Michael Peterson's Murder Conviction Is Much More Complicated Than You Know

by Megan Walsh

Netflix's The Staircase began filming in the immediate aftermath of Michael Peterson's indictment for the alleged murder of his wife, Kathleen. She died in 2001 and Michael was later convicted of the crime in 2004, but Michael's legal troubles continued long past that. He was in court as recently as 2017. And while the Michael Peterson verdict confirmed his guilt in the eyes of the law, he has always proclaimed his innocence. (Romper reached out to Michael Peterson's representatives and Netflix for additional statements.)

Michael was initially charged with first degree murder, though not everyone believed he killed Kathleen based on the circumstances of her death. She had been found at the base of the staircase in their Durham, North Carolina home after a quiet night at home watching movies and drinking wine. Michael was allegedly outside at the time of his wife's accident, then returned to find her bruised and bloodied body at the bottom of the stairs before calling 911. She had lacerations on the back of her head that some interpreted as sign of a beating, and there was quite a lot of blood at the scene which resulted in investigators theorizing that what happened to Kathleen was not an accident.

Michael insists to this day that he is innocent and that his marriage to Kathleen was a happy one, but he was nevertheless convicted of her murder. At his 2004 trial, he was sentenced to life in prison. At first, it seemed like that might have been the end of the story, but it wasn't. Actually, it wasn't even close.


According to a timeline of the Peterson case compiled by a local North Carolina news affiliate, WRAL, an appeal was filed in October 2005. Tom Maher, one of the lawyers on Michael's defense team, claimed that Michael did not get a fair trial because of certain details of his life that had been made public. Michael was bisexual and had been having sexual relationships with men outside of his marriage; the prosecution had found emails between him and a male sex worker whom he never actually met. Though Michael claimed that Kathleen was well aware of his sexual preference and affairs, it was suggested that the information may have given the jury an unfair bias.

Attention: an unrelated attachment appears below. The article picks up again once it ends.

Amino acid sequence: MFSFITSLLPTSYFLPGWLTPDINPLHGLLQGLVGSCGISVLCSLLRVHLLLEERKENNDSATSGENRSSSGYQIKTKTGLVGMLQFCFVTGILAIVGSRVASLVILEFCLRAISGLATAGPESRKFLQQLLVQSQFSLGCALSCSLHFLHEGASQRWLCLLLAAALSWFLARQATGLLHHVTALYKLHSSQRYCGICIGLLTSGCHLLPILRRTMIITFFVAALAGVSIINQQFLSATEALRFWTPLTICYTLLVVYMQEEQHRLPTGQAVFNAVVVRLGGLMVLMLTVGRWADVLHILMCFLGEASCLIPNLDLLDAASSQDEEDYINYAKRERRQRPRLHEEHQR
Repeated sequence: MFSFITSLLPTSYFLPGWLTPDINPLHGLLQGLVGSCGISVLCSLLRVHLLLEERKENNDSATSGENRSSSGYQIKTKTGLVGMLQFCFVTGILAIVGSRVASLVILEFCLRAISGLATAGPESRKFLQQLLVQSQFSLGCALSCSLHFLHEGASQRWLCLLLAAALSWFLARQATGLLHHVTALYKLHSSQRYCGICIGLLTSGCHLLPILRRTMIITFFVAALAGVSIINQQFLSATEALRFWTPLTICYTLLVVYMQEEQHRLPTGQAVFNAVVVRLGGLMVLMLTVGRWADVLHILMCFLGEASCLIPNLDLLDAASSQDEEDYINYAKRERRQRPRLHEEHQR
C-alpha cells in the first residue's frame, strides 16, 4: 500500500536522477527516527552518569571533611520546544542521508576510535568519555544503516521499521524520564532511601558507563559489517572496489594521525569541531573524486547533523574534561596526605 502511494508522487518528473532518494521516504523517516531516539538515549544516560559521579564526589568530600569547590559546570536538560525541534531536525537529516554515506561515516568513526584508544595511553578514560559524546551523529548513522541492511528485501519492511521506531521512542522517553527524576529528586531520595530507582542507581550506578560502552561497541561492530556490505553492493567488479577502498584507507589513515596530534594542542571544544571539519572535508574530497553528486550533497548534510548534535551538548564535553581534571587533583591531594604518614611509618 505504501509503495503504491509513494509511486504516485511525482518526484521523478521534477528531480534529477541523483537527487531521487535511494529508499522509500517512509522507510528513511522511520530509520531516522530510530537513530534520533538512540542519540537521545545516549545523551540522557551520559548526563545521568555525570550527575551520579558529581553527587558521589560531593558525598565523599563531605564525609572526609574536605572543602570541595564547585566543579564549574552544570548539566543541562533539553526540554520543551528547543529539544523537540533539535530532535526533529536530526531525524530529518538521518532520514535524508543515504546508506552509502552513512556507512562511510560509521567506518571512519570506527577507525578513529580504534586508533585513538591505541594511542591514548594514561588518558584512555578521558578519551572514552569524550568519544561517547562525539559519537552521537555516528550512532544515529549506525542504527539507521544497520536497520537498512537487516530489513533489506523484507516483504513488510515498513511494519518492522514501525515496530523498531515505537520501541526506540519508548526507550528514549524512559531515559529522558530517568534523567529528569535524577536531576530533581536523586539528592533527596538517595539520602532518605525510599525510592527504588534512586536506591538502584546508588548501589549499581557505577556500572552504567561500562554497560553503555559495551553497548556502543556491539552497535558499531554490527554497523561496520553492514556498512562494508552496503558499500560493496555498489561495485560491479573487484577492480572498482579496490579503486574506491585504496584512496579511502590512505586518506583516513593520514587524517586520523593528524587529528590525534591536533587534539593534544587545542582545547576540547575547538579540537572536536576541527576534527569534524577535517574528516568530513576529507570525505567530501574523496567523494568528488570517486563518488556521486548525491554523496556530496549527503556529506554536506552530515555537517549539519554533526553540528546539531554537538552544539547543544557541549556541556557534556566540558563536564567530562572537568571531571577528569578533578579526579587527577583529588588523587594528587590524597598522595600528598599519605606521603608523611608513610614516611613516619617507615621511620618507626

It had also been revealed that a past friend of Michael's named Elizabeth Ratliff, the mother of his adopted daughters, died in an eerily similar way to Kathleen. Ratliff's murder was never solved, but the coincidences (she fell down the stairs and Michael saw her not long before she died) may have influenced the jury as well. Michael's lawyers felt the assumptions about his involvement with Ratliff's passing were inflammatory, as stated by David Rudolf in The Staircase. But in September 2006, the appeal was rejected.


There were several more rejected appeals over the next few years and, in addition to being found guilty in the criminal trial, Michael was deemed responsible in a wrongful death lawsuit brought against him by Kathleen's daughter, Caitlin Atwater. She was awarded $25 million, but the News & Observer reported that with accumulated interest, he now owes her "another $30 million."

The Ringer reported that Michael sought a retrial in 2011, which was granted; he was released from prison and placed under house arrest until his next trial. It never came to pass, however, because of the plea deal he accepted. In February 2017, Michael entered an Alford plea that, according to the News & Observer, "acknowledged that prosecutors had enough evidence to convict him of voluntary manslaughter." He accepted a guilty verdict on the lesser charge and was able to go free on time served. But the Durham District Attorney Roger Echols said in a statement:

It has always been, and remains today, the State's position that Michael Peterson is responsible for the death of Kathleen Peterson. [Prosecutors] decided to enter into this plea agreement after conducting an extensive review of the physical and testimonial evidence. It is clear that some evidence that was admitted during the 2003 trial may no longer be available or deemed admissible at a second trial. This decision was made after careful consideration and in consultation with the family of Kathleen Peterson.

The complicated case resulted in a complicated verdict. Though Michael Peterson is considered guilty, many feel that the truth still hasn't been uncovered about what happened the night Kathleen died.